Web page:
New tests at Fukushima have found radiation levels around its tanks are up to 18 times worse than previously thought—high enough to kill someone within four hours of exposure, reports the BBC. What's caused the alarming spike? More accurate measuring equipment, says plant operator TEPCO. The previous equipment could only read up to 100 millisieverts an hour. Its estimation of the radiation level at the time? 100 millisieverts an hour. The new equipment recorded readings of up to 1,800 millisieverts an hour.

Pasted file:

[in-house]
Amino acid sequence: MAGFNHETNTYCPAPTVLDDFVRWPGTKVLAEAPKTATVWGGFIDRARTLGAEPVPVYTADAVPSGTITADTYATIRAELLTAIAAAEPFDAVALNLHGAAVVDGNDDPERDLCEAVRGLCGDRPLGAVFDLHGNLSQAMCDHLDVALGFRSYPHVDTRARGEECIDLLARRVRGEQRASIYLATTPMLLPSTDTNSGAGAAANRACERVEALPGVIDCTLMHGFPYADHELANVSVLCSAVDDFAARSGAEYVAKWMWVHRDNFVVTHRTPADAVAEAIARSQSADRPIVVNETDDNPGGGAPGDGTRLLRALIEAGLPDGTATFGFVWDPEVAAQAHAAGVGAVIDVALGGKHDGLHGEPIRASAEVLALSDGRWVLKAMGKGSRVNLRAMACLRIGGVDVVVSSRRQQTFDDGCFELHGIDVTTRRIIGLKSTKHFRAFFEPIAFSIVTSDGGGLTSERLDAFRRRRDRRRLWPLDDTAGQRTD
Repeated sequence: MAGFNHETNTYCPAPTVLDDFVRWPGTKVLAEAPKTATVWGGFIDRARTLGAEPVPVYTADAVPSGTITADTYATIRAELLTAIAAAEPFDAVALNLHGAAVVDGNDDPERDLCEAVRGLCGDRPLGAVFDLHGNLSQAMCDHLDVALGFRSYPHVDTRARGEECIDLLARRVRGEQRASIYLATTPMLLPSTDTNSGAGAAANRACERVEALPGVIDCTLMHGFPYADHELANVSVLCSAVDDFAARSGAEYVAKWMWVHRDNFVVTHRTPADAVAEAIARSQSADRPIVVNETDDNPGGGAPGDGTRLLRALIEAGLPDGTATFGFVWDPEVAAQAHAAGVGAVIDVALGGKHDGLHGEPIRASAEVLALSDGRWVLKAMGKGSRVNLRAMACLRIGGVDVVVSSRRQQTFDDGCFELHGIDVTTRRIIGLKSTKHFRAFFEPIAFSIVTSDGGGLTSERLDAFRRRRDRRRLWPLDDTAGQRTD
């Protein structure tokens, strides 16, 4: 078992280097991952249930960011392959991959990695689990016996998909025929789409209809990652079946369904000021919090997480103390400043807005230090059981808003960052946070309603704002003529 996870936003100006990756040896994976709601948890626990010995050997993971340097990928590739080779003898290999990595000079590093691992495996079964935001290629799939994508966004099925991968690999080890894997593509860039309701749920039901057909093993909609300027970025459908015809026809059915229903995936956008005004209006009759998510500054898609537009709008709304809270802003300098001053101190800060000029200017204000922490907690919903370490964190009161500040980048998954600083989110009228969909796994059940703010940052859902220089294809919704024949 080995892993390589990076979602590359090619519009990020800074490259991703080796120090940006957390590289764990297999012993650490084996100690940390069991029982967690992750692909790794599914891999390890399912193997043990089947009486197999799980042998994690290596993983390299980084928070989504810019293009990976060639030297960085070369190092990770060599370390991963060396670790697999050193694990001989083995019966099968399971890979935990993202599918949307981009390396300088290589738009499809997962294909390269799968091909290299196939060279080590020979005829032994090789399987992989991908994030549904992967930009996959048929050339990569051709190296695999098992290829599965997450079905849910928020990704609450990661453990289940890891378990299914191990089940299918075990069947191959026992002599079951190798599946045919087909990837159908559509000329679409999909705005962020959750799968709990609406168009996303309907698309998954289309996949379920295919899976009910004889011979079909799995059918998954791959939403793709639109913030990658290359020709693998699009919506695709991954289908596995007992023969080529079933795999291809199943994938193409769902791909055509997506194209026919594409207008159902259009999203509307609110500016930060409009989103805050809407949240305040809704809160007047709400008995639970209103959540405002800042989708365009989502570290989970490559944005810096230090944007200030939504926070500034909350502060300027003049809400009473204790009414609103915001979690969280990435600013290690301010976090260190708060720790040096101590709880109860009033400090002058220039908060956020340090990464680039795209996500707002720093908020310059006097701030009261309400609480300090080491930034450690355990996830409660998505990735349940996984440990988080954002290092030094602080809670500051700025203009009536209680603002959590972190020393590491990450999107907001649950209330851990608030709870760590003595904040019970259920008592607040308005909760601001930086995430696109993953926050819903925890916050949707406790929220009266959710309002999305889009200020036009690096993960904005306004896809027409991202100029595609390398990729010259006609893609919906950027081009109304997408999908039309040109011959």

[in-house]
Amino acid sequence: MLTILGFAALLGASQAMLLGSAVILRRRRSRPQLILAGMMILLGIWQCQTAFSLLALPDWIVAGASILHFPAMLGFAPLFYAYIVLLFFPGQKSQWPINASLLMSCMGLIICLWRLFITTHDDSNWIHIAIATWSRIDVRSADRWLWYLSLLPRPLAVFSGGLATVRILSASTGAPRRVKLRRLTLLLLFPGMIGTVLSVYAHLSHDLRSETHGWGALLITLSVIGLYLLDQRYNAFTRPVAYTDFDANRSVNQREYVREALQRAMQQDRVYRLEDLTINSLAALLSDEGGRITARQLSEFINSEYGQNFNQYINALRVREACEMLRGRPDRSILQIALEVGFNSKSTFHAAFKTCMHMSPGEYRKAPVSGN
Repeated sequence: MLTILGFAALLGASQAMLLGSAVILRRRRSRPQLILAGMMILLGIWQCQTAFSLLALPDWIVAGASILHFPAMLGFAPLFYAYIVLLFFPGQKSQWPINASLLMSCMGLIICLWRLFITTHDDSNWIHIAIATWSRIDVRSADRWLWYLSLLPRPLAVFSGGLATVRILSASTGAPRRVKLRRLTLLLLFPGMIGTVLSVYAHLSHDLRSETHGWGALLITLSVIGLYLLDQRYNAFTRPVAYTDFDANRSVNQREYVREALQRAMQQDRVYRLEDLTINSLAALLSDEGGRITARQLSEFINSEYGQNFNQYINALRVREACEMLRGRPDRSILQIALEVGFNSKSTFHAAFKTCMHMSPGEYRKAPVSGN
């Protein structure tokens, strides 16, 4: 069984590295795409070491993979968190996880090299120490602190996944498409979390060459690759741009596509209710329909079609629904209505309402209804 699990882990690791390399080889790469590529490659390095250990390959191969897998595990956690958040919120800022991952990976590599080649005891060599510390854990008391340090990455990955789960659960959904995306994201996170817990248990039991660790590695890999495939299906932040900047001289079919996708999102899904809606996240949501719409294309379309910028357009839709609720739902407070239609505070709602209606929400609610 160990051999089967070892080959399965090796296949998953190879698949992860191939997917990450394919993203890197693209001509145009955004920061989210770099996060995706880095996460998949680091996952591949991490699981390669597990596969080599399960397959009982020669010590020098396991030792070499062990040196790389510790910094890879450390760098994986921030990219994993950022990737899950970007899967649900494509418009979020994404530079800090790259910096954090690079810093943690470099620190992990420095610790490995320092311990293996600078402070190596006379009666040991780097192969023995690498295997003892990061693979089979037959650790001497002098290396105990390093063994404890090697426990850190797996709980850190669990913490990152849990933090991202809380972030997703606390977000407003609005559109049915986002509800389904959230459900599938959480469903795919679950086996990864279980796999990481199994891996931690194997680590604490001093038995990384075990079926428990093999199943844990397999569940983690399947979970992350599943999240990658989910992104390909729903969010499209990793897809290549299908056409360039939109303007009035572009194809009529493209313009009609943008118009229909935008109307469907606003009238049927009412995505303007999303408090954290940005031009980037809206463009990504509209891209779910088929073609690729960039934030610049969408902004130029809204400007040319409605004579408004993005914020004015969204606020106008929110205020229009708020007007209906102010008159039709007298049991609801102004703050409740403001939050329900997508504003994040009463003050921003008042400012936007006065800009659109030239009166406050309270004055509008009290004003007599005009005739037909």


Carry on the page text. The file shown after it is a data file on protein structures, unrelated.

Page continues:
TEPCO also says there was a recent leak in one of the tanks—but insists only a single drop of radioactive water escaped. It says the drop fell when someone pressed the insulation around the pipe at the bottom of the tank, CNN reports. The tank is identical to the one that has already leaked 300 tons of water. In related news, a new study estimates that the radioactive plume of water released by the 2011 disaster will hit US waters in early 2014 and peak in 2016, reports NBC News. Fortunately, ocean currents will have diluted the radioactive material down to safe levels by then. (Read more Japan stories.)